Central bank research hub - Papers by Alexander Richter
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Research hub papers by author Alexander RichterenThe Accuracy of Linear and Nonlinear Estimation in the Presence of the Zero Lower Bound
https://www.dallasfed.org/-/media/documents/research/papers/2018/wp1804.pdf
Dallas Fed Working Papers by Tyler Atkinson, Alexander Richter and Nathaniel ThrockmortonThe Accuracy of Linear and Nonlinear Estimation in the Presence of the Zero Lower Bound2018-05-07T00:00:00ZThis paper evaluates the accuracy of linear and nonlinear estimation methods for dynamic stochastic general equilibrium models. We generate a large sample of artificial datasets using a global solution to a nonlinear New Keynesian model with an occasionally binding zero lower bound (ZLB) constraint on the nominal interest rate. For each dataset, we estimate the nonlinear model-solved globally, accounting for the ZLB-and the linear analogue of the nonlinear model-solved locally, ignoring the ZLB-with a Metropolis-Hastings algorithm where the likelihood function is evaluated with a Kalman filter, unscented Kalman filter, or particle filter. In datasets that resemble the U.S. experience, the nonlinear model estimated with a particle filter is more accurate and has a higher marginal data density than the linear model estimated with a Kalman filter, as long as the measurement error variances in the particle filter are not too big.The Accuracy of Linear and Nonlinear Estimation in the Presence of the Zero Lower BoundFull texthttps://www.dallasfed.org/-/media/documents/research/papers/2018/wp1804.pdfAlexander RichterNathaniel ThrockmortonTyler AtkinsonTyler Atkinson, Alexander Richter and Nathaniel Throckmorton2018-05-07Federal Reserve Bank of Dallas Working PapersC11C32C51E43Uncertainty Shocks in a Model of Effective Demand: Comment
https://www.dallasfed.org/~/media/documents/research/papers/2017/wp1706.pdf
Dallas Fed Working Papers by Oliver de Groot, Alexander Richter and Nathaniel ThrockmortonUncertainty Shocks in a Model of Effective Demand: Comment2017-05-19T00:00:00ZUncertainty Shocks in a Model of Effective Demand: CommentFull texthttps://www.dallasfed.org/~/media/documents/research/papers/2017/wp1706.pdfOliver de GrootAlexander RichterNathaniel ThrockmortonOliver de Groot, Alexander Richter and Nathaniel Throckmorton2017-05-19Federal Reserve Bank of Dallas Working PapersD81E32A New Way to Quantify the Effect of Uncertainty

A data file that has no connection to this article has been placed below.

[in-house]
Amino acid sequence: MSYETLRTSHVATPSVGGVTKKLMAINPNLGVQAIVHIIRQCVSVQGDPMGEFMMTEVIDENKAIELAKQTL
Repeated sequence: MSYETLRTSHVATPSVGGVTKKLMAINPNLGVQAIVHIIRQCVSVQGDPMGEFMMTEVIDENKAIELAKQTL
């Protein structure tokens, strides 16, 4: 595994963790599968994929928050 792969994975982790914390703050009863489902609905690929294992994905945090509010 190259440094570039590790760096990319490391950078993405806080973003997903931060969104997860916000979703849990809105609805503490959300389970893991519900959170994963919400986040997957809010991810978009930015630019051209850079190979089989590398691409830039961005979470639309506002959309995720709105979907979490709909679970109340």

https://www.dallasfed.org/~/media/documents/research/papers/2017/wp1705.pdf
Dallas Fed Working Papers by Alexander Richter and Nathaniel ThrockmortonA New Way to Quantify the Effect of Uncertainty2017-05-04T00:00:00ZThis paper develops a new method to quantify the effects of uncertainty using estimates from a nonlinear New Keynesian model. The model includes an occasionally binding zero lower bound constraint on the nominal interest rate, which creates time-varying endogenous uncertainty, and two exogenous types of time-varying uncertainty-a volatility shock to technology growth and a volatility shock to the risk premium. A filtered third-order approximation of the Euler equation shows consumption uncertainty on average reduced consumption by about 0.06% and the peak effect was 0.15% during the Great Recession. Other higher-order moments such as inflation uncertainty, technology growth uncertainty, consumption skewness, and inflation skewness had smallerA New Way to Quantify the Effect of UncertaintyFull texthttps://www.dallasfed.org/~/media/documents/research/papers/2017/wp1705.pdfAlexander RichterNathaniel ThrockmortonAlexander Richter and Nathaniel Throckmorton2017-05-04Federal Reserve Bank of Dallas Working PapersC11D81E32E58Forward guidance and the state of the economy
http://www.dallasfed.org/assets/documents/research/papers/2016/wp1612.pdf